Alaska Airlines donates in-kind travel to nonprofits who are traveling for fundraising purposes. They also provide sponsorship for fundraising events, particularly in areas served by the airlines. This is usually a one-time arrangement, rather than a long-term partnership.
Their CSR focus is on investing in strong communities and support organizations that work with disadvantaged young people to help them achieve career goals, organizations working with underrepresented demographics, and environmental organizations.
BMW works with organizations to meet their CSR goals of promoting diversity, inspiring the next generation of engineers, social mobility and inclusion, and teaching road safety.
DELL wants to use its technology and expertise to drive global change. Their staff dedicated 5 million volunteer hours in 2019 to organizations in their communities. This was predominantly skills-based.
Their technology was used to deliver faster treatments for critically ill children, help educate more children around the world, and revolutionize the Indian government’s preventative healthcare system.
The Walt Disney Company has donated hundreds of millions of dollars to nonprofits. Their CSR efforts are focused on helping more children feel happy and inspired.
Microsoft has CSR initiatives around improving skills and employability, and environmental sustainability.
Through Microsoft Philanthropies, they partner with nonprofits, organizations, and schools to improve computer science education and achieve greater impact through technology. They also champion organizations that aim to improve the quality of life for people in Washington.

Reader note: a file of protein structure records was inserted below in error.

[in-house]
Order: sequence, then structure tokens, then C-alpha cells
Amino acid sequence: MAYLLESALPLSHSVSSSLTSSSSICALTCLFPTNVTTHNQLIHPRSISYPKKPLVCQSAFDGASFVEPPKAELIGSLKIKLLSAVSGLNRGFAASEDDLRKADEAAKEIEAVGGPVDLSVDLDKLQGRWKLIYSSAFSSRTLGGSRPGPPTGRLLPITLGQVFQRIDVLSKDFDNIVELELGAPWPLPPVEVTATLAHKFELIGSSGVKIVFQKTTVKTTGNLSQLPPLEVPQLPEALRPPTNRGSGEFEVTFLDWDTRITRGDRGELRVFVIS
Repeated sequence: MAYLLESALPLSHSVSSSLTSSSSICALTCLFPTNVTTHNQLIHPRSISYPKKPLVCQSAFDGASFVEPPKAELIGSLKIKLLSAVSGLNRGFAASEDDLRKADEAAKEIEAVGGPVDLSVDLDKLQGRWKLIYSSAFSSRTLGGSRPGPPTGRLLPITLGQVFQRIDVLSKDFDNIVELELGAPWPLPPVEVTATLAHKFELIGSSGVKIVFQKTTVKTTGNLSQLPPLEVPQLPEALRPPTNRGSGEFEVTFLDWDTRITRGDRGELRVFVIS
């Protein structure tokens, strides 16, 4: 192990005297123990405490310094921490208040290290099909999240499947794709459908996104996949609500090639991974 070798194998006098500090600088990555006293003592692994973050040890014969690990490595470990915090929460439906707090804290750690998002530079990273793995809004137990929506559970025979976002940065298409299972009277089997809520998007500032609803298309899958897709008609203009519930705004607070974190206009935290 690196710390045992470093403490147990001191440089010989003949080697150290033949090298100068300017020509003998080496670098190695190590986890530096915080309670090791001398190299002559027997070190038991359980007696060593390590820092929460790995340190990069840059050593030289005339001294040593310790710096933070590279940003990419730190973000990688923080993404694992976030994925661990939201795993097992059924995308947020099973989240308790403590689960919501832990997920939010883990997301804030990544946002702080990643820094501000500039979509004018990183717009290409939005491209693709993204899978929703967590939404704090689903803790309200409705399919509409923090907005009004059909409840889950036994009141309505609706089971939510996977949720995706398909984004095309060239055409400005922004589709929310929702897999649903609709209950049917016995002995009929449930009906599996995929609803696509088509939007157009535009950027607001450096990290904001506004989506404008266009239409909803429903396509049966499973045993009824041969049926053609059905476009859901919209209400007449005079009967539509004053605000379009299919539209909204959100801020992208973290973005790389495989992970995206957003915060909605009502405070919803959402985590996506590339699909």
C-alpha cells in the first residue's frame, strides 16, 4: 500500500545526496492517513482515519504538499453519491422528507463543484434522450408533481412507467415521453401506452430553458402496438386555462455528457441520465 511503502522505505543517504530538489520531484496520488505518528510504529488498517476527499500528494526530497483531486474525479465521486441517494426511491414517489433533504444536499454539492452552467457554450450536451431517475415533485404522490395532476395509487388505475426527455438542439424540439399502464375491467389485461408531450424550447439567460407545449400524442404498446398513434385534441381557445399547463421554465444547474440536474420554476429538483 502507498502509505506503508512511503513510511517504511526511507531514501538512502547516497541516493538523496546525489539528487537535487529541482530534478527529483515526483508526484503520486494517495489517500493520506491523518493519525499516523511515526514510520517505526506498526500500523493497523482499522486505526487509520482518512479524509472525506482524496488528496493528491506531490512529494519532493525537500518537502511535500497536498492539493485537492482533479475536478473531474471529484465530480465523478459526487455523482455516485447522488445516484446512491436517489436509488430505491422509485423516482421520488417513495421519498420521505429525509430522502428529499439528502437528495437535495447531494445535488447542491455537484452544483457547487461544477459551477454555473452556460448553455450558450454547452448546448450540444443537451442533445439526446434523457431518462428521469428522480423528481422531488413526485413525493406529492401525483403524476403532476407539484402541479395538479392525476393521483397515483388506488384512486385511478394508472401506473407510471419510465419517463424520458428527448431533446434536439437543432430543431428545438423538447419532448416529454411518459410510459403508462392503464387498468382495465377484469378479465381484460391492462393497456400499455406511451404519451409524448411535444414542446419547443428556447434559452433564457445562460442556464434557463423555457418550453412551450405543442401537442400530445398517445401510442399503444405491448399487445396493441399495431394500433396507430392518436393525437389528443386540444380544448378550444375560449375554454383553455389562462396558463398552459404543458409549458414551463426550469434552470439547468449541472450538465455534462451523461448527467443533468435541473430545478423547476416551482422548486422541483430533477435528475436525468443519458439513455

Microsoft employees also support causes in their local communities since employee giving is a strong part of the company’s workplace culture. Along with donations, they also contribute volunteer efforts and skills to organizations. For financial and time-based contributions, Microsoft matches those made by its employees.
With more businesses investing in Corporate Social Responsibility (CSR) programs, there are lots of benefits for establishing and maintaining partnerships with like-minded companies.
Here are a few tips for making CSR partnerships work for your nonprofit:
Donorbox Nonprofit Advocate, Jena Lynch, and Chris Barlow, the Founder and Customer Happiness Director of Beeline Marketing & Consulting, discuss the many benefits of corporate partnerships to help you understand its value and give you a plan to find the ideal companies for your nonprofit. Watch it for expert insights!
Establishing CSR relationships can be daunting for your nonprofit, especially if you don’t have any existing corporate partnerships.
Many businesses get involved in CSR for a positive impact on their brand image and reputation. However, you don’t need to be a large or well-known nonprofit to reap the benefits.
With support from CSR partners, your organizations can reach out to new donors who may not otherwise be aware of your work. Even if financial contributions aren’t an option, volunteer and in-kind support from CSR partners can help you to further your cause and make more of your resources.
Have a strategy in place to target CSR partners that will be a great fit for your organization. Establish the approach along similar lines to a large-scale fundraising campaign or major donor campaign. A great storytelling strategy would be a plus to any campaign!